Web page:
The Do Not Track header now works in every major desktop browser except Google Chrome, though none of them turn it on by default. Still, for privacy-concerned users savvy enough to enable Do Not Track, the header offers a quick and easy way to tell advertisers that you don’t want to be followed while you browse the web.
Numerous online advertising groups already respect the Do Not Track header and refrain from tracking users that enable it. Today’s announcement means that, starting this summer, you can add Yahoo to the list of companies that will stop tracking you if you’ve enabled Do Not Track in your web browser.
Of course, there are still many advertisers and websites that don’t yet support Do Not Track. If you’re concerned about your online privacy and don’t want to rely on the goodwill of advertisers, there are other, more aggressive steps you can take to limit how your tracked on the web.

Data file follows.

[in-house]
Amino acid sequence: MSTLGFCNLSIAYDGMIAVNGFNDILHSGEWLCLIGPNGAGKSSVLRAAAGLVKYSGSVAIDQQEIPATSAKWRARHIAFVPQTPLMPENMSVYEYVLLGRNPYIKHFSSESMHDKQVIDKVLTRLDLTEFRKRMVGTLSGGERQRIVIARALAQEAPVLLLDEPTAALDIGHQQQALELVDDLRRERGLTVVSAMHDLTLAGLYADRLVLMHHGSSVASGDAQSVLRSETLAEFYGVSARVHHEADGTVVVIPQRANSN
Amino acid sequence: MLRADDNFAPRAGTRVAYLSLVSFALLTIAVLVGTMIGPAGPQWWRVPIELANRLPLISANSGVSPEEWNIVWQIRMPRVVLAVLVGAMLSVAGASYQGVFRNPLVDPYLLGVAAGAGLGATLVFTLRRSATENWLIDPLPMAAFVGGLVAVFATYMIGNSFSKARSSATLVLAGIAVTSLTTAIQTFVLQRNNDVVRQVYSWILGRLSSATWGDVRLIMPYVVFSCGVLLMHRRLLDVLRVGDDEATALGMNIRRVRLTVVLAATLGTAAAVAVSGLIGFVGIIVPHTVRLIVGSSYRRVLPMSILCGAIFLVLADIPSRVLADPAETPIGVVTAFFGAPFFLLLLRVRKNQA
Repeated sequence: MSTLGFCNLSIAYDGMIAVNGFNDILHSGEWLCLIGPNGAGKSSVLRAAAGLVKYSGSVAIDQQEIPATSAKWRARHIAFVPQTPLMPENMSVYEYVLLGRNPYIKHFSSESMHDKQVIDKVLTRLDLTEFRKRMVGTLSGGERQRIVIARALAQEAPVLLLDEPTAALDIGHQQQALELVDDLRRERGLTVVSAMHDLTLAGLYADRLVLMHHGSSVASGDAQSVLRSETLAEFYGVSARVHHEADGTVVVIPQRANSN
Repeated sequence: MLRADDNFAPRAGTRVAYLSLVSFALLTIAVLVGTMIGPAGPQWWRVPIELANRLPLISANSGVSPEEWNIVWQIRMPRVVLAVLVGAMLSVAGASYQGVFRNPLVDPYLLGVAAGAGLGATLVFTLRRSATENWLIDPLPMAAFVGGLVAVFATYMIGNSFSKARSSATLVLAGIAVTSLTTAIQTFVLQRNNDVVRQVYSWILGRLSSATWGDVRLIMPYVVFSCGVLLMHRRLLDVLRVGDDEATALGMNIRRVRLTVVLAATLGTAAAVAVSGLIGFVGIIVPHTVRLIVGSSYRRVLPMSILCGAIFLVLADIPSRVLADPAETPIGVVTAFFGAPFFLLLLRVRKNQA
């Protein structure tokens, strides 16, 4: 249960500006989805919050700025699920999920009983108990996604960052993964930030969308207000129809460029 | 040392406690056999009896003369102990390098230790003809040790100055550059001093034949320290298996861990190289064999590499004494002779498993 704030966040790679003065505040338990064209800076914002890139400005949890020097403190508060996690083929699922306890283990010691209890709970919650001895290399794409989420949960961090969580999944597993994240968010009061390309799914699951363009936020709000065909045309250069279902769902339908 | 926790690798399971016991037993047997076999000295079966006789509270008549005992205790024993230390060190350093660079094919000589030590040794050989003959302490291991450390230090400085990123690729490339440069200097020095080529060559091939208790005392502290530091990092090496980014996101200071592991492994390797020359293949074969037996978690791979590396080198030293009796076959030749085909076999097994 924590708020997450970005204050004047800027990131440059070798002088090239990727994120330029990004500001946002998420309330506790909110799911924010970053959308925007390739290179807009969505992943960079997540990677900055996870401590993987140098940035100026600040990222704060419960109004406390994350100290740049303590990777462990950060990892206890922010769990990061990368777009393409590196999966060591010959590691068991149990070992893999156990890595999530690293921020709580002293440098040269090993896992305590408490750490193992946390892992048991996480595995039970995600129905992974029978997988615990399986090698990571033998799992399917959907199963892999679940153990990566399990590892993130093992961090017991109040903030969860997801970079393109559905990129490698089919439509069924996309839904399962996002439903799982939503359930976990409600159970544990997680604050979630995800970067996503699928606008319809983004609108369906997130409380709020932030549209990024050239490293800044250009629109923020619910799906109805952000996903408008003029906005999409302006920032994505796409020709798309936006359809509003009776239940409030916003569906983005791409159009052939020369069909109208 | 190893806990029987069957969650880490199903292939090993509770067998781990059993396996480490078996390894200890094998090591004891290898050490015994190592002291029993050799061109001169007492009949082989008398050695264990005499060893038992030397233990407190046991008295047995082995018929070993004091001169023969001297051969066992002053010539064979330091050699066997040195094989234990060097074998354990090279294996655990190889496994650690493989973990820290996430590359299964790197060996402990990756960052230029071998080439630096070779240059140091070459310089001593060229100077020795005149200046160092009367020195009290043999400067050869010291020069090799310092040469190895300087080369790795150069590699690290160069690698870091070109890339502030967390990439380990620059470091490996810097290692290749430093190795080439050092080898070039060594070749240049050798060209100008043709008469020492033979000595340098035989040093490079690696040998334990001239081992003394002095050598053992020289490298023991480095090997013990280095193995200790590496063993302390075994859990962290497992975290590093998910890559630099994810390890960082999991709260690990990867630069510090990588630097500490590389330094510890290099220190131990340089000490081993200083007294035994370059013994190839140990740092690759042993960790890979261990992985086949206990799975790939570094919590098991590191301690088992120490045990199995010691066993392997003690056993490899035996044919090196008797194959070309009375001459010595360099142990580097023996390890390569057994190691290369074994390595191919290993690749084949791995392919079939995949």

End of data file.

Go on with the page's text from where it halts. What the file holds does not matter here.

stev0dundun 270005274B Tags:  blog team_red reward risk cloud cloud-computing meltdown 860 Visits
In “The hidden risk of a meltdown in the cloud,” a Technology Review blogger reacts to a paper by Bryan Ford on “the unrecognised risks of cloud computing.” I don’t know, the risks seem familiar to me. Beyond security, they are:
Unpredictable interactions among loosely-coupled services
Inability to preserve or reproduce an application or data set
The Technology Review blogger, who is evidently known only by the nom de plume Kentucky FC, echoes Ford’s conclusion: We ought to study these risks “before our socioeconomic system becomes completely and irreversibly dependent on a computing model whose foundations may still be incompletely understood.”
OK, yes, we should study the risks. But that doesn’t mean we can’t engage with the cloud while doing so. It isn’t an all-or-none proposition.